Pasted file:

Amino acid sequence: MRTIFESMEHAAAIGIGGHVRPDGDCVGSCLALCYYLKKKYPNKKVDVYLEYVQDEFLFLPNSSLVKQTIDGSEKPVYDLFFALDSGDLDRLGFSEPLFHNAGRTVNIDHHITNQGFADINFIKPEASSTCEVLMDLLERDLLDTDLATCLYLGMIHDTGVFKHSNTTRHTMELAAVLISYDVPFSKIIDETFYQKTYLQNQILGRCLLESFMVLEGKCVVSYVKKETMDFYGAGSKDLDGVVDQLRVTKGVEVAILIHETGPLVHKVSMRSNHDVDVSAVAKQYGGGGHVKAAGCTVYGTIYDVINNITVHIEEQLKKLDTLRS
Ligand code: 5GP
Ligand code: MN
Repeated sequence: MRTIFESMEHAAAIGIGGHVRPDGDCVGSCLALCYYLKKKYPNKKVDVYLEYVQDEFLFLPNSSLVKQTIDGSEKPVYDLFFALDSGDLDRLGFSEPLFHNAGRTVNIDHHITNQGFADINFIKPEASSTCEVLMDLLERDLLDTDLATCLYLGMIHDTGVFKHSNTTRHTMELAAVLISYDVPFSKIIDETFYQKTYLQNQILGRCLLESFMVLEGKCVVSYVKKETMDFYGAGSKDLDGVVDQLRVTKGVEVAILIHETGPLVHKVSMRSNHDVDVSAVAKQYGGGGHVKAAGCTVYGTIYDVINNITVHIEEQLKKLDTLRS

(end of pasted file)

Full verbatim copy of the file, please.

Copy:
Amino acid sequence: MRTIFESMEHAAAIGIGGHVRPDGDCVGSCLALCYYLKKKYPNKKVDVYLEYVQDEFLFLPNSSLVKQTIDGSEKPVYDLFFALDSGDLDRLGFSEPLFHNAGRTVNIDHHITNQGFADINFIKPEASSTCEVLMDLLERDLLDTDLATCLYLGMIHDTGVFKHSNTTRHTMELAAVLISYDVPFSKIIDETFYQKTYLQNQILGRCLLESFMVLEGKCVVSYVKKETMDFYGAGSKDLDGVVDQLRVTKGVEVAILIHETGPLVHKVSMRSNHDVDVSAVAKQYGGGGHVKAAGCTVYGTIYDVINNITVHIEEQLKKLDTLRS
Ligand code: 5GP
Ligand code: MN
Repeated sequence: MRTIFESMEHAAAIGIGGHVRPDGDCVGSCLALCYYLKKKYPNKKVDVYLEYVQDEFLFLPNSSLVKQTIDGSEKPVYDLFFALDSGDLDRLGFSEPLFHNAGRTVNIDHHITNQGFADINFIKPEASSTCEVLMDLLERDLLDTDLATCLYLGMIHDTGVFKHSNTTRHTMELAAVLISYDVPFSKIIDETFYQKTYLQNQILGRCLLESFMVLEGKCVVSYVKKETMDFYGAGSKDLDGVVDQLRVTKGVEVAILIHETGPLVHKVSMRSNHDVDVSAVAKQYGGGGHVKAAGCTVYGTIYDVINNITVHIEEQLKKLDTLRS